Young woman

Araminta* first heard about Hope Street's Hope to Home program in 2017 during a presentation made by the program's Community Integration Facilitator at Beacon of Hope, a community organisation in the City of Whittlesea.

Araminta, aged 20, had recently moved to Melbourne from Perth, was unemployed and had been homeless for three months, couch surfing at friends' houses. She had left Perth suddenly, taking only a suitcase of clothing with her, after her relationship ended and her ex-boyfriend kicked her out of his house. She had moved from her home of New Zealand to pursue the relationship with her ex-boyfriend, who she had met online. She left her family and community behind in pursuit of the promise of a loving relationship and a future together, but ended up homeless and feeling without hope.

She says her time of couch surfing at different friends' houses was challenging. "I felt really vulnerable and a bit lost, to be honest. I would just get comfortable and then I'd have to switch to another house. I couldn't change my Perth Driver's Licence to a Victorian one because I didn't have a permanent address. There were lots of other documents too that I couldn't complete cause I didn't have an address. It feels very strange when people ask you for your address and you have to say ‘I don't really have a home'."

Araminta struggled to ask for help, fearing judgement from others. "It is really difficult to ask for help cause you don't want to look stupid or silly. I had just had my heart broken and been told to leave the house by him. Being 20 and being looked at and judged and having people look down on you and presume you must have done something wrong in your life – it was so hard. People make you feel like you're stupid or that you made some bad choices and bought it on yourself," she said.

Meeting Abeer, the Hope Street Community Integration Facilitator in Whittlesea, at the presentation about the Hope to Home program was a turning point for Araminta. "Abeer is so nice, she's friendly, she talks a lot and she's not too old. She welcomed me really nicely. I met her at a stage in my life where I was so shocked at what had happened to me and I felt really vulnerable. She just approached me in such a welcoming way, and she told me she would help me look for a job, further my studies and find a place to call home."

Araminta and Abeer made a plan for the journey ahead. "Firstly, she asked me what I wanted to do, what sort of job I wanted to get. She encouraged me to think long-term. I told her I wanted to be a teacher and she encouraged me to start out in education support," she said. With Abeer's support, Araminta enrolled in a diploma in early childhood care, completed a first aid certificate, created a CV, and then secured a casual job as an assistant with a before and after school care program.  With her newfound income, Araminta was able to start contributing towards her friends' living costs whilst she couch surfed. "It felt really good to be able to chip-in to help with bills and groceries," she said.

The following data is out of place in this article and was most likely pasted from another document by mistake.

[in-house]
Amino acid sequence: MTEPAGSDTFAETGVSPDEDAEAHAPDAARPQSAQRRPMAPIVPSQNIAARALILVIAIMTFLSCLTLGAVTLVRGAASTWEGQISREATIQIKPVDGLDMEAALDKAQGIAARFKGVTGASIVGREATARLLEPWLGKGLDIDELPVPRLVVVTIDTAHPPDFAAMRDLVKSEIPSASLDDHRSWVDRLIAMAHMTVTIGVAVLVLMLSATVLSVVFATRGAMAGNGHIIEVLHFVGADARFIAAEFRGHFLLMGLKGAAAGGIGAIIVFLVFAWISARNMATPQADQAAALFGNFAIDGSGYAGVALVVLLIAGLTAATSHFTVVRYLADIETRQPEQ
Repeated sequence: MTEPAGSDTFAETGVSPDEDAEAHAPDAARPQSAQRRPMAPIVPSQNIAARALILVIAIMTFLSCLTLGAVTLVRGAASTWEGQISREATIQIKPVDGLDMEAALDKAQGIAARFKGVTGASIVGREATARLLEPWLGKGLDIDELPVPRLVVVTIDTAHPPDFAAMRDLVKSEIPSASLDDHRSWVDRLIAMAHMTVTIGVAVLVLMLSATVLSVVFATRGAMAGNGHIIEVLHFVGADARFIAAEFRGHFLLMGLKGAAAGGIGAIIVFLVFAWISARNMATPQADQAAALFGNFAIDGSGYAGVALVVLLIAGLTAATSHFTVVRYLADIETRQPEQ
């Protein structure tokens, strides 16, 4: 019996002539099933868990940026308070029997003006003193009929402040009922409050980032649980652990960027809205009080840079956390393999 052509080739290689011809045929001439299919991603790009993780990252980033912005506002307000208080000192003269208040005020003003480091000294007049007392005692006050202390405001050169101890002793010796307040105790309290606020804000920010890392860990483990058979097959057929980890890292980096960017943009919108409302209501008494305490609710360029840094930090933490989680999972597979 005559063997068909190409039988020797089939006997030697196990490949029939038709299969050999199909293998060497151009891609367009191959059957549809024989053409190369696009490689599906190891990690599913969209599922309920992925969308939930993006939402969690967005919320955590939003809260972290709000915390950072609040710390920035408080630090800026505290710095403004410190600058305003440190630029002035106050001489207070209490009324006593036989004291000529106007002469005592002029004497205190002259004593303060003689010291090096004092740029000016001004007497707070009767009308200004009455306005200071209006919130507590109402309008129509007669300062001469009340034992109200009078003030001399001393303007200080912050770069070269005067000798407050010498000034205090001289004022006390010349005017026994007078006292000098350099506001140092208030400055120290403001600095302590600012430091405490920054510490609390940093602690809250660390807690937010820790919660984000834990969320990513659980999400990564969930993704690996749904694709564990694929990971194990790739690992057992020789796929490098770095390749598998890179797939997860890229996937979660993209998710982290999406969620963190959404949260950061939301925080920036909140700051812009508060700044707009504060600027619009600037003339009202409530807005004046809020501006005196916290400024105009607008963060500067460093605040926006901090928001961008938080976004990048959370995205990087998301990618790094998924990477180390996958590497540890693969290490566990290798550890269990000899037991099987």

With a few months' income behind her, Abeer and Araminta started to look at rental properties. "Abeer helped me search for properties, know where to look, what budget to look within and all those things," she said. They found Araminta a room to rent in a lady's home, and with the Hope to Home Moving In Kit, were able to furnish the room, fill the pantry with food and purchase a fridge because of her Halal requirements.  

Araminta describes what it felt like to move into her own home: "I felt settled, like I'd finally settled down, my clothes were hung and weren't in my bags. I could comfortably sleep and wake up and do what I liked whenever I liked. My lifestyle was more organised because I was working and studying – it was my schedule not the schedule of the person whose couch I was crashing on."

When asked to explain how Hope to Home's support helped her, Araminta struggles to find the words. "Honestly, it was a dream – I don't think I could have done anything without something like that happening to me. I was really lost and didn't have the right guidance and I was so vulnerable. Abeer was such a good support for me, I could call her at any time and she would often just call me to see how I was doing," she says.

Araminta is currently working as a co-ordinator at a before and after school care program, a promotion from her initial role as support worker. She has recently completed her Diploma in Early Childhood Education and Care and plans to take up part-time university studies soon, completing a Bachelor of Education. When asked what she'd like to be doing five years from now, Araminta replies "Teaching, having my own class room, leaving an impact like the impact that Abeer left on me, working with youth and giving back."

When asked what message she'd like to send to Hope Street and the funding partner the enabled the Hope to Home program, she paused to gather her words. "Thank you for being there when not a lot of people were. And thank you for always giving the right advice and leaving the best impact on my life. I'd like to thank everyone who was involved in the program. It's nice to know that there are people out there who don't judge and are just willing to help. We all have our story."

(* Name changed to protect identity)

Go to top
JSN Boot template designed by